The results of dynamic response when tracking sinusoidal surface motion are shown in FIG. 7 (right). We were able to keep the tool tip within about 10 μm of the desired 150 μm standoff from the target surface while the surface moved at about 200 μm/sec.

The results of the targeting task are illustrated in FIG. 8. The top B-Scan shows a subsurface bubble with 30-50 μm membrane and the user specified incision location. The bottom shows the post-intervention B-Scan with an overlay depicting approximate orientation and location of the instrument tip at the target. The defect clearly resembles the geometry of the tip, as well as good alignment with planned incision position.

Discussion and Alternative Embodiments

“Smart” instruments combining real time sensing with tissue manipulation have significant potential to improve surgical practice, especially when combined with real time visualization, robotic devices, and computer-based decision support. In this work, we have introduced a new class of microsurgical instruments for retinal surgery, incorporating fiber-optic common path Fourier domain OCT sensing.

We have found that very small instruments (˜0.5 mm diameter) incorporating fiber-optic OCT can be constructed and used to identify tissue boundaries beyond the tip of the instruments. Further, the instrument can be scanned laterally to construct 2D and 3D images from the single A-mode images produced by the basic sensor. We have demonstrated that the sensor can provide real time feedback on the distance from the tool tip to a surface and can be used to enforce safety barriers or support surface following with a robot. Finally, we have shown that these capabilities can be combined to enable user identification of a subsurface target in a scanned image followed by automated placement of the instrument tip on the target. All of these capabilities can be very useful in clinical vitreoretinal systems according to some embodiments of the current invention.

The current experiments were performed with the probe perpendicular to the sample surface. Although OCT can identify layers while looking obliquely into tissue at the angles that will be encountered in retinal surgery, it is still necessary to account for approach angle to get correct range data. Approaches to address this can include robot pose feedback and tracking of tools in the stereo video microscope. Practical issues that may be address in further embodiments of the current invention include: fabrication processes, optical path occlusion by stray particles in the microenvironment, improvement in the speed of OCT data acquisition, and interfacing to our surgical robots.

The embodiments illustrated and discussed in this specification are intended only to teach those skilled in the art the best way known to the inventors to make and use the invention. In describing embodiments of the invention, specific terminology is employed for the sake of clarity. However, the invention is not intended to be limited to the specific terminology so selected. The above-described embodiments of the invention may be modified or varied, without departing from the invention, as appreciated by those skilled in the art in light of the above teachings. It is therefore to be understood that, within the scope of the claims and their equivalents, the invention may be practiced otherwise than as specifically described.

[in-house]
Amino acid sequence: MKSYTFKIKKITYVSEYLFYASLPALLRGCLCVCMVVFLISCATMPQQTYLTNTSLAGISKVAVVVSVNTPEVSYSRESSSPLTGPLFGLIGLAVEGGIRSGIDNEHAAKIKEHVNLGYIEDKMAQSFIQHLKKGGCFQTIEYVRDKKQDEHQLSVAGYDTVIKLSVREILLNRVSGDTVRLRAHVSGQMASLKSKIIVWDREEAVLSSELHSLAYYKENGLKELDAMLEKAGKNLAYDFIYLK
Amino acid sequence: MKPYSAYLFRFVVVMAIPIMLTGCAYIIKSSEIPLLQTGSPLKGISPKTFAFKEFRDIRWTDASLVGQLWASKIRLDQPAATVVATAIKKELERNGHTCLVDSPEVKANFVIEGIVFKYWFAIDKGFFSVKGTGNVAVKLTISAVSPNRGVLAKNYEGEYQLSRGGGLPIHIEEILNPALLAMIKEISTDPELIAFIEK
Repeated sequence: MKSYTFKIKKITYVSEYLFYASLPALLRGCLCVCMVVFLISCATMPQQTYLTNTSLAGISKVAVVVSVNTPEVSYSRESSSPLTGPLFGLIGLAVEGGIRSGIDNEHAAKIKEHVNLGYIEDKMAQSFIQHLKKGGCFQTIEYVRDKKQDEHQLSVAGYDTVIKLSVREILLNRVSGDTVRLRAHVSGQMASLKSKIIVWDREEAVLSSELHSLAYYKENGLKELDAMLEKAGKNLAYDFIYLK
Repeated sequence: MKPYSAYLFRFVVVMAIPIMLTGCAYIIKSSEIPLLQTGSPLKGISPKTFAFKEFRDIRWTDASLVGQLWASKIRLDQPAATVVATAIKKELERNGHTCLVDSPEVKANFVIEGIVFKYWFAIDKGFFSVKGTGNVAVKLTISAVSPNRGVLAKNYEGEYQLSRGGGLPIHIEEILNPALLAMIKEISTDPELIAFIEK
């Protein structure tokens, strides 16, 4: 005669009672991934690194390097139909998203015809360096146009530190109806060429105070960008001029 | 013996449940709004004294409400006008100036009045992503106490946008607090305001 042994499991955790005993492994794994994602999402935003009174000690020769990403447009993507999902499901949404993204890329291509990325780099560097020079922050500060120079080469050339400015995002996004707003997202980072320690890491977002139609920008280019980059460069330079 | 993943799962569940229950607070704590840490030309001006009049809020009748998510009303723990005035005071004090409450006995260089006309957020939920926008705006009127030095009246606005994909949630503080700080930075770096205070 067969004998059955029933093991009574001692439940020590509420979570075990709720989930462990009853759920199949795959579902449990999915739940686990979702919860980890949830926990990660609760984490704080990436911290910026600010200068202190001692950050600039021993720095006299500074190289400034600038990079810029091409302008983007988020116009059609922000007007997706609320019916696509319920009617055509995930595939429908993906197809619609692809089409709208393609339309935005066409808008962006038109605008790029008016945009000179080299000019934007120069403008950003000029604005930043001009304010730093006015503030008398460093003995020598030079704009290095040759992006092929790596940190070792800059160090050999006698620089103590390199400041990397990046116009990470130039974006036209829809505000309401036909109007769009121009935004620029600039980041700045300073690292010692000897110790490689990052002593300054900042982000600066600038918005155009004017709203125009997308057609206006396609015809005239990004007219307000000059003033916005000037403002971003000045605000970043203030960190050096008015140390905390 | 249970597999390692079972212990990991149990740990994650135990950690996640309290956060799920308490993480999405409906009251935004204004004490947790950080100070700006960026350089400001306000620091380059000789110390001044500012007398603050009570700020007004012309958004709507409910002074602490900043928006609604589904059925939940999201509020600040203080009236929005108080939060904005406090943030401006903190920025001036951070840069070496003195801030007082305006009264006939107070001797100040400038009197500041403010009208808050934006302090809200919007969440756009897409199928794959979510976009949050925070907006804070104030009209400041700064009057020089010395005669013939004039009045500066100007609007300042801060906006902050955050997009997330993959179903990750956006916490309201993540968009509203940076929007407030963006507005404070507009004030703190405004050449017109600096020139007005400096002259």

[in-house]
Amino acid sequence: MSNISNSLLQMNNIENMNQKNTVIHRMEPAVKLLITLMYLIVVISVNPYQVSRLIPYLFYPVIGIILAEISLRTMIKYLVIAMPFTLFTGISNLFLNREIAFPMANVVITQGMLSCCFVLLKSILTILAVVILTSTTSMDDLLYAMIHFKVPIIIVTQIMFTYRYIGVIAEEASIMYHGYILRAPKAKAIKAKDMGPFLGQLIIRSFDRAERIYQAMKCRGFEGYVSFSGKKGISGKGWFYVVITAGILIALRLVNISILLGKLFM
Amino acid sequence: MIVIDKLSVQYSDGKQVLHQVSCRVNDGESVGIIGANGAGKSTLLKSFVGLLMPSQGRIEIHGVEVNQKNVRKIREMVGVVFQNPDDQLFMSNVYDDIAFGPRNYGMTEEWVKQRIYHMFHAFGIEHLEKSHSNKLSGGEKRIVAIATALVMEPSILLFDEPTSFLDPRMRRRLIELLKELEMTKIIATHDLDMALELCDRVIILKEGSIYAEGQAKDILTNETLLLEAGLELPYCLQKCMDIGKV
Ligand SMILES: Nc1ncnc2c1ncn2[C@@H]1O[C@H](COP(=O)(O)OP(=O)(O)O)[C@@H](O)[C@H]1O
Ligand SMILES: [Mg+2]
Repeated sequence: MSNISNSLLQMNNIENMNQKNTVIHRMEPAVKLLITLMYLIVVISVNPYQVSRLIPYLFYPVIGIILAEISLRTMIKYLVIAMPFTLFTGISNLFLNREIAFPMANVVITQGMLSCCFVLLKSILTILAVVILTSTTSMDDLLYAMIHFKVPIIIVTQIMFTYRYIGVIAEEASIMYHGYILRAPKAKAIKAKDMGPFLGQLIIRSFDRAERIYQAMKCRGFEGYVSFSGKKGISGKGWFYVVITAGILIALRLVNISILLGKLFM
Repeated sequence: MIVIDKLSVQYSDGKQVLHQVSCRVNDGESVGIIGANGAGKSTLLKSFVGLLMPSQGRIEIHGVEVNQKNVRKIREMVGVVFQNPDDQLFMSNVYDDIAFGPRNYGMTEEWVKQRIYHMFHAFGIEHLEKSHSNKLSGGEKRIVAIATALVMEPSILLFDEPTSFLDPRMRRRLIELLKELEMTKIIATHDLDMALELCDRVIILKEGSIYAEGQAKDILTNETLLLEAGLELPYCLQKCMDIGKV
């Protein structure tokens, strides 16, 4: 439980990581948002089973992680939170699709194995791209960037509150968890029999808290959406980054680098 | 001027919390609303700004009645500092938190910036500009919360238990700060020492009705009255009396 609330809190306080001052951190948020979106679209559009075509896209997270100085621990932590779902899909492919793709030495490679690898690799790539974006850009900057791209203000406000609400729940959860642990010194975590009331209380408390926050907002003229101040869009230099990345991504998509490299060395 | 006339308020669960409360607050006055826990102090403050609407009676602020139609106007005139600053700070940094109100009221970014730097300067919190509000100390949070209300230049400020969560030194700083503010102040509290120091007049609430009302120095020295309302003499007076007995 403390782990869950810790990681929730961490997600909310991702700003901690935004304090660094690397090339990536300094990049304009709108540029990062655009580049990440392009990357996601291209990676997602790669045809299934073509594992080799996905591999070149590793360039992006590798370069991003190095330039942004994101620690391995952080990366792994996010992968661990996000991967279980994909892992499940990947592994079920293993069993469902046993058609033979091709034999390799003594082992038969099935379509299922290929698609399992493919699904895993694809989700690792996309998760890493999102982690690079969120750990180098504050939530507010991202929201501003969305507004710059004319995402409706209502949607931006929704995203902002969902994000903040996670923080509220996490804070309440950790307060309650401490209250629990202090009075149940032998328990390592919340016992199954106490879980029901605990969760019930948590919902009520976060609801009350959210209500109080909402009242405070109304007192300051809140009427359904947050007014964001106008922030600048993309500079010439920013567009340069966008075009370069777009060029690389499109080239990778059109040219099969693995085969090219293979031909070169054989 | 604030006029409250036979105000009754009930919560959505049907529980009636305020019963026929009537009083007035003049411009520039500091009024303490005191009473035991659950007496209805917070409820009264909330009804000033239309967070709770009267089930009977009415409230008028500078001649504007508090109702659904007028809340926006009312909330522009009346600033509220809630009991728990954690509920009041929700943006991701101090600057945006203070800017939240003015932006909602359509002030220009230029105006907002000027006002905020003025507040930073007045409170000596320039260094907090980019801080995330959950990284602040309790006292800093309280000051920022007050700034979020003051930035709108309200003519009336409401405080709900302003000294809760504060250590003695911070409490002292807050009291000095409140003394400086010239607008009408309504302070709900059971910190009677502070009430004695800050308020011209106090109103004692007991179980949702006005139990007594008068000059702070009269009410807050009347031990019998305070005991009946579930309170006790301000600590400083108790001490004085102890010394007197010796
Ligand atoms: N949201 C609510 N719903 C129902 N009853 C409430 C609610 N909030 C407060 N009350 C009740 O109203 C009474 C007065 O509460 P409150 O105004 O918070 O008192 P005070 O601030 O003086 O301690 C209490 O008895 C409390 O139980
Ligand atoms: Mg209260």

Claims (22)

We claim:
1. A surgical system, comprising:
a surgical instrument, comprising:
a surgical tool having a proximal end and a distal end, the surgical tool being adapted to mechanically manipulate tissue, and
an optical sensor having at least a portion attached to said surgical tool, the optical sensor having a field of view;
a data processor in communication with said optical sensor so as to receive information from said optical sensor; and
an information output system in communication with said data processor and arranged to display information to a surgeon during a surgical procedure,
wherein said surgical tool includes a reference portion,
wherein said optical sensor has an end fixed relative to said reference portion of said surgical tool, said reference portion being within the field of view of the optical sensor such that said reference portion of said surgical tool can be detected along with tissue that is proximate or in contact with said distal end of said surgical tool while in use, and
wherein the data processor provides information regarding a relative distance of said distal end of said surgical tool to selected portions of said tissue based on detected light reflected back from both said reference portion of said surgical tool and said tissue.
2. A surgical system according to claim 1, wherein said optical sensor comprises a visual imaging system.
3. A surgical system according to claim 2, wherein said visual imaging system comprises an optical fiber, said visual imaging system being configured to simultaneously image said reference portion of said surgical tool and said tissue proximate or in contact with said distal end of said surgical tool.
4. A surgical system according to claim 1, wherein said optical sensor comprises an optical coherence tomography system.
5. A surgical system according to claim 4, wherein said optical coherence tomography system comprises an optical fiber that provides said fixed end of said optical sensor, said optical fiber being arranged to direct light to both said reference portion of said surgical tool and said tissue proximate or in contact with said distal end of said surgical tool and to detect light reflected back from both said reference portion of said surgical tool and said tissue to provide information regarding a relative distance of said distal end of said surgical tool to selected portions of said tissue.